‘All Indians Free to Express Opinion’: Javadekar on Deepika in JNU

Javadekar also said “Violence has no place, especially in universities where people go to study.”

Published
India
2 min read
Union minister Prakash Javadekar spoke about the violence in JNU and Deepika Padukone’s visit to the campus.
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Amid calls, including from some BJP functionaries, to boycott Bollywood star Deepika Padukone's upcoming movie 'Chhapaak' for her visit to JNU, the Union government said on Wednesday, 8 January, that not just artistes, even a common man can go anywhere to express their opinion in a democracy like India.

Nobody objected to such expression of opinions, Union minister Prakash Javadekar told reporters when asked at a Cabinet briefing about Padukone’s visit to the Jawaharlal Nehru University on Tuesday to express solidarity with the students who were attacked by a mob.

About the call given by some party functionaries to boycott her upcoming movie, the minister said he had not read their remarks but sought to underscore the significance of his statement, saying he is stating so as a minister and a “permanent” BJP spokesperson.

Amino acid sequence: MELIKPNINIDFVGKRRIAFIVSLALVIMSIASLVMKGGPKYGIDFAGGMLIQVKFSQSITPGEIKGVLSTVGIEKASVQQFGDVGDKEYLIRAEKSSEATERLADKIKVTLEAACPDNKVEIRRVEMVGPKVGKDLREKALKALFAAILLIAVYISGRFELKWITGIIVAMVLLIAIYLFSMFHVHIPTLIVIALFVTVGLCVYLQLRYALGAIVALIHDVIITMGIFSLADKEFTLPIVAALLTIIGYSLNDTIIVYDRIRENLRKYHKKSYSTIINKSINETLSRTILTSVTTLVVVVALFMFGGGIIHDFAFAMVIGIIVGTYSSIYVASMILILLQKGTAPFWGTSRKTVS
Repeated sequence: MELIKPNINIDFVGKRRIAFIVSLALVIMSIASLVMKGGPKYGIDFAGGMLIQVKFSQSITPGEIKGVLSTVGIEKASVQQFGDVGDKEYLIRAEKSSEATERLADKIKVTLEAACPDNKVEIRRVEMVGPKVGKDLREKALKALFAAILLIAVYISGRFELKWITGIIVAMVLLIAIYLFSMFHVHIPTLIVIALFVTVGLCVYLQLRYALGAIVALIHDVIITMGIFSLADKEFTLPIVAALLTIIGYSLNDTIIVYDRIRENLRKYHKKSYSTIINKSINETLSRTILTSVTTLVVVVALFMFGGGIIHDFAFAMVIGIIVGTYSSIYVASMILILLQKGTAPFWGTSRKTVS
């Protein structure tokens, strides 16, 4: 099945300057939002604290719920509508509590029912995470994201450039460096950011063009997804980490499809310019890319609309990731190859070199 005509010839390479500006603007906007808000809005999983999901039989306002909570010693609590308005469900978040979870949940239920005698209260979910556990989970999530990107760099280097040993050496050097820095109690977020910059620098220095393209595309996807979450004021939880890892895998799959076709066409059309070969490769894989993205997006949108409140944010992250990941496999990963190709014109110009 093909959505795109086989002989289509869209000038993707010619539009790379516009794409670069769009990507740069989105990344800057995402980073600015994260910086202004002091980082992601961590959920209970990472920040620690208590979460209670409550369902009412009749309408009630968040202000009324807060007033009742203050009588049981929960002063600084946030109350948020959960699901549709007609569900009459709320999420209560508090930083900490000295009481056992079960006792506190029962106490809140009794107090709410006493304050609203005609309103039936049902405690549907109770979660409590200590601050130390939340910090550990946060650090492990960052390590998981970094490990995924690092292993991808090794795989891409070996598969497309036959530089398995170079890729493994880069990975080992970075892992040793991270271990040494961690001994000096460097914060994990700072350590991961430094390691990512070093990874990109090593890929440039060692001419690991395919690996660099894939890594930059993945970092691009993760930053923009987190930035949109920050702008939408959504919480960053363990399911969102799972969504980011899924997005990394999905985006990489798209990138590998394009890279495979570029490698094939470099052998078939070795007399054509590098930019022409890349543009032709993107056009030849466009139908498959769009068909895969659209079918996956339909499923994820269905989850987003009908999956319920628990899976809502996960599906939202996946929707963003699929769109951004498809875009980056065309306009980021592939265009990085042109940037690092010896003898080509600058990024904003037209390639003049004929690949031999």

(Catch all the live updates on JNU here).

‘No Place for Violence in Universities’

“This country is a democracy. Why only artistes, even a common can go anywhere and express his opinion,” the information and broadcasting minister said.

To questions about violence in JNU where masked people attacked students on Sunday night, Javadekar expressed confidence that the ongoing police probe will “unmask” the accused and asserted that violence has no place in a “mature democracy” like India.

“We are a mature democracy and everybody has the right to express their opinion. Violence has no place, especially in universities where people go to study,” he said.

Students body ABVP, which is affiliated to the RSS, has been blamed by several groups for the incident. It has, however, denied its involvement and blamed the rival Left organisations for the violence.

Javadekar added that some unions in JNU had earlier decided to stop students from registering in semesters.

“We should not forget that this is an important issue. Stopping students from semester admission is anti-education,” he said.

Left bodies, which rule the JNU student union, have been accused of preventing students from taking admission in semesters as part of their protest against fee hike.

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